Source code for seminal adventure game Zork circa-1977 exhumed from MIT tapes, plonked on GitHub

Revisit what it’s like to run a PDP-10 and be eaten by a grue

Source code for seminal adventure game Zork, dating back to 1977 and recovered from MIT tapes, was published this week on GitHub.

While classic adventure games (aka interactive fiction) are well represented in the Internet Archive – there’s plenty of playable Zork versions here – this latest trove is source code retrieved from the US university's Department of Distinctive Collections (DDC)'s Tapes of Tech Square (ToTS) collection.

If you access the repo and its README you’re told the source was written “in the MDL programming language written on a PDP-10 timeshare computer running the ITS operating system.”

Dungeon-exploration adventure games existed before Zork, but the game’s four developers advanced the genre beyond simple noun-plus-verb commands to allow reasonably complex statements involving multiple in-game-objects. That made it more playable, which generated interest and eventually saw the code make it onto ARPANET where it found an appreciative audience.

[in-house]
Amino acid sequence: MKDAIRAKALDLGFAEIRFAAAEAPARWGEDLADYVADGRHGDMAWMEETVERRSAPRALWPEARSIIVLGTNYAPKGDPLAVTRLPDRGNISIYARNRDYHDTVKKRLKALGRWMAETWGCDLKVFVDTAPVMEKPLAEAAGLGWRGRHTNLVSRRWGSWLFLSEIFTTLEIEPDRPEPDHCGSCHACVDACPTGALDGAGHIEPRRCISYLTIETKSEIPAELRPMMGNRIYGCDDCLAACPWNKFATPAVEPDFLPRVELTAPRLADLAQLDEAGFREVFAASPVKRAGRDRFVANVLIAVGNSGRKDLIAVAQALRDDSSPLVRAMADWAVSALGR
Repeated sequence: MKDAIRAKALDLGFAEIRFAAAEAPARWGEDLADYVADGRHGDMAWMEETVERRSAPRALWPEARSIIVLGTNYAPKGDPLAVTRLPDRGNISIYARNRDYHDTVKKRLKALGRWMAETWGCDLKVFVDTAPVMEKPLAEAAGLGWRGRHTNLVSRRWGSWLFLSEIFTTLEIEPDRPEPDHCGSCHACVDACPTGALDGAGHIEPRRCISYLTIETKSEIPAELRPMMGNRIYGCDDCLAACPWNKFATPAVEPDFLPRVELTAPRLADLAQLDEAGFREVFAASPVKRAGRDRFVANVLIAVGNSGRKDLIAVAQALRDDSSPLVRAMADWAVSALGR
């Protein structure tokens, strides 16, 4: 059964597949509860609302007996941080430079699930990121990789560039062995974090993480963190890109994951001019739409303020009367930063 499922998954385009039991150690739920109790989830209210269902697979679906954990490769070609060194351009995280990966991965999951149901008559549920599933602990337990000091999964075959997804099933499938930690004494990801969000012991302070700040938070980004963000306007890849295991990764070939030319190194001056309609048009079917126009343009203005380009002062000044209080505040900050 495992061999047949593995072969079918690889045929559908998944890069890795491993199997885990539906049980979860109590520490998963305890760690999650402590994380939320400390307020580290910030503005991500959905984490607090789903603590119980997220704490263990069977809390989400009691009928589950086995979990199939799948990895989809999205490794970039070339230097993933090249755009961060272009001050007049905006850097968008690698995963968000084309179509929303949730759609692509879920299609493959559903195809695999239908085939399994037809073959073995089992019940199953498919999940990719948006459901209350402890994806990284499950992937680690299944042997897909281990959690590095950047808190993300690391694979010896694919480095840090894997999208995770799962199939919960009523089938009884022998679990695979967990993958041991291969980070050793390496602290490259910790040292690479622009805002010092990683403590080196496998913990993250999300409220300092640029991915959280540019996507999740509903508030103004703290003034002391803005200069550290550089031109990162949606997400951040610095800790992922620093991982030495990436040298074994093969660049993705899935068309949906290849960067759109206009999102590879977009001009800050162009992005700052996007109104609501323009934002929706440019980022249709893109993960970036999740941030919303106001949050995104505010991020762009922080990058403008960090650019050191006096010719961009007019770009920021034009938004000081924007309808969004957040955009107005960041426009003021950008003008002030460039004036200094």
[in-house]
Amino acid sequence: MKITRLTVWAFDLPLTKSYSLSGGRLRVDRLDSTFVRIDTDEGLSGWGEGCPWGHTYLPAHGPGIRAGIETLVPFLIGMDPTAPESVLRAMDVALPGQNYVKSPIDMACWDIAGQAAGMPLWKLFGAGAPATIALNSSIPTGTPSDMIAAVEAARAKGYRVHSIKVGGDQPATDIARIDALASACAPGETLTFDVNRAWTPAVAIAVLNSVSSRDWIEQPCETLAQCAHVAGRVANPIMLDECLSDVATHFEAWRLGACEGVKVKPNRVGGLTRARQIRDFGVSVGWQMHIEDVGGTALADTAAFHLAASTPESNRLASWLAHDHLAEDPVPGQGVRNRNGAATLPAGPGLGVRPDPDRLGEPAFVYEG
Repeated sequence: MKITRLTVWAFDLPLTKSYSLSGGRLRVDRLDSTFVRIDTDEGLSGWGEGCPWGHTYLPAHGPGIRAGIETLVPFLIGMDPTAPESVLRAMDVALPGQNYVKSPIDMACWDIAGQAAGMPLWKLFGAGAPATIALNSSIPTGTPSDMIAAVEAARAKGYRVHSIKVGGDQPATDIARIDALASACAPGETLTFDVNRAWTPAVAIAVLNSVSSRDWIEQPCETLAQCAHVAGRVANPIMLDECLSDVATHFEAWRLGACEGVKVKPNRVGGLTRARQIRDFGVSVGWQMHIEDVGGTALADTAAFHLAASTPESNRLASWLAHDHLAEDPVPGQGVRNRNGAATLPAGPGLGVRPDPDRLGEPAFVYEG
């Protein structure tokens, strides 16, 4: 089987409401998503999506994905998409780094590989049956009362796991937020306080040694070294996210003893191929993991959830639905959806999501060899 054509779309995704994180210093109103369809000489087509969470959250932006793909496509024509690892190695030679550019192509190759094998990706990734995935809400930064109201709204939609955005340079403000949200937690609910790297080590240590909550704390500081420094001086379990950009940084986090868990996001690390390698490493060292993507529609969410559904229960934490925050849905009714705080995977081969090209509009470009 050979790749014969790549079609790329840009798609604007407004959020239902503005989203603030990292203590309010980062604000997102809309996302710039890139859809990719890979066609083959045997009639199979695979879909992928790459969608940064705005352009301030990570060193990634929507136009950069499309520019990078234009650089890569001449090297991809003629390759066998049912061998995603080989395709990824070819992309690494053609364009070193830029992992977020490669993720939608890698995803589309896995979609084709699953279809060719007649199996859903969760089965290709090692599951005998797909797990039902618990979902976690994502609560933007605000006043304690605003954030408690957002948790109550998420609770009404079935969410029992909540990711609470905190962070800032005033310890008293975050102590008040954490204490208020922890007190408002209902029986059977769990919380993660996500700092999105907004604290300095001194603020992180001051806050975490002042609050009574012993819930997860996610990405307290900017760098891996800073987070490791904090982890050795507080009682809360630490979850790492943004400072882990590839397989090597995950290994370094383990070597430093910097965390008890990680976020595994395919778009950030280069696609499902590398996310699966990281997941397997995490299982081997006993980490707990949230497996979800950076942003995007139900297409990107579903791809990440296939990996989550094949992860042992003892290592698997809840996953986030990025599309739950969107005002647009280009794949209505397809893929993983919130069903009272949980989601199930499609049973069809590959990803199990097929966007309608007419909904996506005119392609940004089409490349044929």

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The game’s developers eventually created Infocom, a software company that did not set out to champion text adventures but became synonymous with them as it spawned numerous Zork clones sequels and spin-offs. Zork therefore acquired something of a cultural footprint. Classic lines from the game such as “It is pitch black. You are likely to be eaten by a Grue” were geek identifiers years before “The cake is a lie” took on the same role.

The code in the repo comes from 1977, before the game was commercialised but at a time when it was mid-development and informally distributed; other versions of the source for Zork have been floating around the net for years.

If you get it running, let us know how you go – with the reproduction of the PDP-10 environment and the game! ®

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